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Cricket told to ‘clean up its act’ on racism or lose public funding

A parliamentary committee has said public money should be withheld from cricket unless it can “clean up its act” on racism.

In November Azeem Rafiq gave emotional testimony to the Digital, Culture, Media and Sport (DCMS) select committee about the racist abuse he faced during two stints at Yorkshire beginning in 2008 and ending in 2018.

‘Deep-seated’ racism within cricket

In a report published on Friday, the committee found there was “deep-seated” racism within the sport and gave the example of the language used in correspondence with the committee and attempts to “discredit” Rafiq in the media as evidence of a “long and difficult road” ahead for the sport.

It went on to call on the England and Wales Cricket Board (ECB) to develop a set of key indicators and provide quarterly updates to the committee on its progress, or else face a cut to government funding.

The committee said the ECB and Yorkshire will be called to give evidence on their progress early this year.

“We are watching closely and fully intend to ensure that cricket cleans up its act,” the report read.

“We recommend that the government ensures that any future public funds for cricket are dependent on continuous, demonstrable progress in getting rid of racism in both the dressing rooms and on the stands.”

ECB 12-point plan

The ECB published a game-wide 12-point plan to tackle discrimination on 18 November. Its chief executive Tom Harrison described the racism allegations made by Rafiq and other players as an “earthquake” in cricket.

The plan includes a review of dressing-room culture, diversity training for all those involved in the sport, a governance review, a drive to remove barriers to playing top-level cricket, localised equality, diversity and inclusion for clubs, counties and government bodies and examining how stadia can be made more welcoming to people from diverse backgrounds.

MP Julian Knight, chair of the committee, said: “The powerful evidence given to this committee by Azeem Rafiq convinced us that his story was typical of an endemic problem across the whole of cricket. We commend him for having the courage to blow the whistle on unacceptable and discriminatory behaviour.

“We have been shocked by language people used in correspondence with us after the hearing. That, together with stories run in the media to discredit him, demonstrate that eradicating racism from the game will be a long and difficult road. However, this is a watershed for cricket in this country. Those who love and support the game are part of the solution and must play their part.

“Changes introduced by Lord Patel at Yorkshire County Cricket Club give room for optimism, but alone cannot eradicate racism in the game. Public funding for cricket must depend on real leadership and progress by the ECB to tackle abhorrent behaviour, not just in the dressing rooms, but also in the stands.

“The government must make future funding conditional on the game cleaning up its act. We put the ECB on notice that we expect regular updates delivered to this committee on progress being made.”

Commenting on the report, Rafiq said: “The DCMS committee has listened and taken sensible action.

“It is absolutely brilliant that Julian Knight and his colleagues on the committee are going to hold the ECB to account every quarter. This shows just how seriously politicians are taking an issue that too many people in cricket ignored for so long. The committee understands how important it is to clean up the game.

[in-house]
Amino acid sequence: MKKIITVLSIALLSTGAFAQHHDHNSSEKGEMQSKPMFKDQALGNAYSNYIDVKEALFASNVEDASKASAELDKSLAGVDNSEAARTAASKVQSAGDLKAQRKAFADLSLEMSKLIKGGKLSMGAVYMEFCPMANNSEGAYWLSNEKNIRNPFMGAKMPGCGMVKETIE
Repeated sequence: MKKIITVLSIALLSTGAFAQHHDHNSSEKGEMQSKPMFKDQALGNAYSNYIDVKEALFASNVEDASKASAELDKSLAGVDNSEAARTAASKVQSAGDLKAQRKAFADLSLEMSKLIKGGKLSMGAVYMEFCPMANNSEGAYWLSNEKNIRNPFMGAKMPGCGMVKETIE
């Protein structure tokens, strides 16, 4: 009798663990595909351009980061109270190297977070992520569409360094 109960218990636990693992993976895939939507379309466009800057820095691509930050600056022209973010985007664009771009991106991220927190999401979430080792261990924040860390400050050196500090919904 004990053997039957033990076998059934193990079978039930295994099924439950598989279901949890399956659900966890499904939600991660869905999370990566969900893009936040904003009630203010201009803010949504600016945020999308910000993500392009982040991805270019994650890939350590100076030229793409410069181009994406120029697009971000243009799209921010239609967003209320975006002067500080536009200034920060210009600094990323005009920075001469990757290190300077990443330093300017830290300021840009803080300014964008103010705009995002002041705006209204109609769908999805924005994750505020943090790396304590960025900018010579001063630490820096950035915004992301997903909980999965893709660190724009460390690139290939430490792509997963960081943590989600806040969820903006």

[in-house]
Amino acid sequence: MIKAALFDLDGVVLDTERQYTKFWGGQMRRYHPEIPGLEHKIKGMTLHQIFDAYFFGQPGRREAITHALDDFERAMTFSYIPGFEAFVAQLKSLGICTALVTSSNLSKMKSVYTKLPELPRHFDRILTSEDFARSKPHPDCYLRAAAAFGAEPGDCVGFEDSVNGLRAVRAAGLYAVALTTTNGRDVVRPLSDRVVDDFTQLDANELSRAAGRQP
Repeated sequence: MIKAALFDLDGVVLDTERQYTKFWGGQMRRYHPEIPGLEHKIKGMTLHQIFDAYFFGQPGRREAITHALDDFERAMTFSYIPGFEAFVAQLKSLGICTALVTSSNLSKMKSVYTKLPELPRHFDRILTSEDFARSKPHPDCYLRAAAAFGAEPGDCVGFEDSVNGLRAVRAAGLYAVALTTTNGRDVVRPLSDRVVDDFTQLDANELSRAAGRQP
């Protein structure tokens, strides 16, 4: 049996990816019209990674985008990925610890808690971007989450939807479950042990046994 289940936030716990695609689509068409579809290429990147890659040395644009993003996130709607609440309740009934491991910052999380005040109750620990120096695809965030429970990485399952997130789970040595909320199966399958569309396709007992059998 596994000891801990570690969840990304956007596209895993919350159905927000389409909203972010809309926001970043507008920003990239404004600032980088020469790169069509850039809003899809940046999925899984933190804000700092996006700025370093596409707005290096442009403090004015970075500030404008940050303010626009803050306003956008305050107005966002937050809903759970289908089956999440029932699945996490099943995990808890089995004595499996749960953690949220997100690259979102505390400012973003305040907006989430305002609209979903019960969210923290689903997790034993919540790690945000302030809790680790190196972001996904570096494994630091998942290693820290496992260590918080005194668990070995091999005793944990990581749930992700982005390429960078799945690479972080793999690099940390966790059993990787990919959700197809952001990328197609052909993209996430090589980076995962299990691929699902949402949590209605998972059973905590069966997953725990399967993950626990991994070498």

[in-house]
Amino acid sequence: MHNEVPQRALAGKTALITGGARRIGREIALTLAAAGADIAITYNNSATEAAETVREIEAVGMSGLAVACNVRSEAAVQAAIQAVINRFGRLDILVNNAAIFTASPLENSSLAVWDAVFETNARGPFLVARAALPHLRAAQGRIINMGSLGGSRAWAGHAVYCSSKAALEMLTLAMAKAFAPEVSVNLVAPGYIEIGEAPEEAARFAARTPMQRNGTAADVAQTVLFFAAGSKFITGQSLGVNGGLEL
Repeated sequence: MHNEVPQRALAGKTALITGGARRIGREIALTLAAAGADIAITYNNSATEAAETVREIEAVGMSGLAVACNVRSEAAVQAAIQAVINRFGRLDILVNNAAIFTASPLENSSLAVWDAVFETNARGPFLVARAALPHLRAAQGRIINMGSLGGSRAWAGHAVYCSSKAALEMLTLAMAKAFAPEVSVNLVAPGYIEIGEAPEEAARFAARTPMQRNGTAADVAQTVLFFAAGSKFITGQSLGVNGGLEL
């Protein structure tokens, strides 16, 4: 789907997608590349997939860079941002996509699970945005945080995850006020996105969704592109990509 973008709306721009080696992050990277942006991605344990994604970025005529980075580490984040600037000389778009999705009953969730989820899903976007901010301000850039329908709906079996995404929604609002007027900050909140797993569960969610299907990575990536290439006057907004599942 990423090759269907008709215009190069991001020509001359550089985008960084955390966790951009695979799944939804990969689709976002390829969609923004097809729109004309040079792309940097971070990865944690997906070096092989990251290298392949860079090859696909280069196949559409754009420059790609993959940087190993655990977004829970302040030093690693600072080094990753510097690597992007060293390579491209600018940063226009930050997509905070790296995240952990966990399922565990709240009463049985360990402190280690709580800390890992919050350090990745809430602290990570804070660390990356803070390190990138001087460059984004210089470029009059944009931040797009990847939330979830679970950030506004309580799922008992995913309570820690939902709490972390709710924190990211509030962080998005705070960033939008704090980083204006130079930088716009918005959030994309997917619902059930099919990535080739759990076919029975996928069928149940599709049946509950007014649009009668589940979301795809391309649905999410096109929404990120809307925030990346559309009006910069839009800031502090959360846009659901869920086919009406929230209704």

“The additional hearing proposed, in which the ECB and Yorkshire Country Cricket Club will be required to give evidence on their progress, is also good news. They need to be given the chance to do the right thing and I’m encouraged by Lord Patel’s work since he was appointed chair at YCCC.

“I’m glad that MPs will monitor any progress, so that the reforms needed to make the sport inclusive to all youngsters can happen soon.”

The committee set up the inquiry after Yorkshire announced no disciplinary action would be taken against any individual at the club despite an investigation it commissioned concluded there was “no question” Rafiq had experienced bullying and racial harassment.

Yorkshire County Cricket Club response to report

Responding to the DCMS report, Lord Patel said: “We welcome the Select Committee’s call for demonstrable action to rid our sport of racism and discrimination. Azeem Rafiq’s testimony was a watershed moment for the sport as a whole, and we are committed to ensuring that no one endures the unacceptable experience that he did at Yorkshire County Cricket Club.

“In the last two months Yorkshire County Cricket Club has made significant progress in our efforts to rebuild, and I am heartened that the Committee considers that there is room for optimism in what we have achieved.

“We share that optimism and have made some real improvements, but we are only at the start of this long and important journey.”

The club could still face further sanctions from the ECB’s ongoing investigation into how it handled Rafiq’s complaints.

Barry O’Brien, interim chair of the ECB, commented: “We welcome the committee’s recommendations and the focus of Julian Knight and committee members on achieving real change.

“We also embrace the ongoing scrutiny of the committee and all those that love the game of cricket who will be watching closely as we undertake the continuous, demonstrable, progress in eradicating racism from the dressing room and from the stands. We are determined to root out racism – and other forms of discrimination – from our sport.”



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